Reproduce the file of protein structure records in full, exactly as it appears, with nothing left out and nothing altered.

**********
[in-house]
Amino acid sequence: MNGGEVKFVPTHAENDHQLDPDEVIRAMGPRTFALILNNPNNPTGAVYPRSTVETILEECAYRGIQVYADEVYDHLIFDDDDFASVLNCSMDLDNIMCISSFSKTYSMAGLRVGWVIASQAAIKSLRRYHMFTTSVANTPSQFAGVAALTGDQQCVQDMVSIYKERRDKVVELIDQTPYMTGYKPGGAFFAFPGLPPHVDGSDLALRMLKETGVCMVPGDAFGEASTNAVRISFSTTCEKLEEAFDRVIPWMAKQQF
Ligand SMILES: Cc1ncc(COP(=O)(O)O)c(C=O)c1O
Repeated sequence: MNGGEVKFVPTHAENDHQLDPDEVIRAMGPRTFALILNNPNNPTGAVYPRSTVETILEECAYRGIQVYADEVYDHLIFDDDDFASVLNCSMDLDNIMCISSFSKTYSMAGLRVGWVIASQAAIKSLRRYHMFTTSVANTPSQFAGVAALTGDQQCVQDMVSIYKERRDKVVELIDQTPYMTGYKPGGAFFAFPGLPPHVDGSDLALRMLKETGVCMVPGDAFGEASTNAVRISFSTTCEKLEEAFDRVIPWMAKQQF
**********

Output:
[in-house]
Amino acid sequence: MNGGEVKFVPTHAENDHQLDPDEVIRAMGPRTFALILNNPNNPTGAVYPRSTVETILEECAYRGIQVYADEVYDHLIFDDDDFASVLNCSMDLDNIMCISSFSKTYSMAGLRVGWVIASQAAIKSLRRYHMFTTSVANTPSQFAGVAALTGDQQCVQDMVSIYKERRDKVVELIDQTPYMTGYKPGGAFFAFPGLPPHVDGSDLALRMLKETGVCMVPGDAFGEASTNAVRISFSTTCEKLEEAFDRVIPWMAKQQF
Ligand SMILES: Cc1ncc(COP(=O)(O)O)c(C=O)c1O
Repeated sequence: MNGGEVKFVPTHAENDHQLDPDEVIRAMGPRTFALILNNPNNPTGAVYPRSTVETILEECAYRGIQVYADEVYDHLIFDDDDFASVLNCSMDLDNIMCISSFSKTYSMAGLRVGWVIASQAAIKSLRRYHMFTTSVANTPSQFAGVAALTGDQQCVQDMVSIYKERRDKVVELIDQTPYMTGYKPGGAFFAFPGLPPHVDGSDLALRMLKETGVCMVPGDAFGEASTNAVRISFSTTCEKLEEAFDRVIPWMAKQQF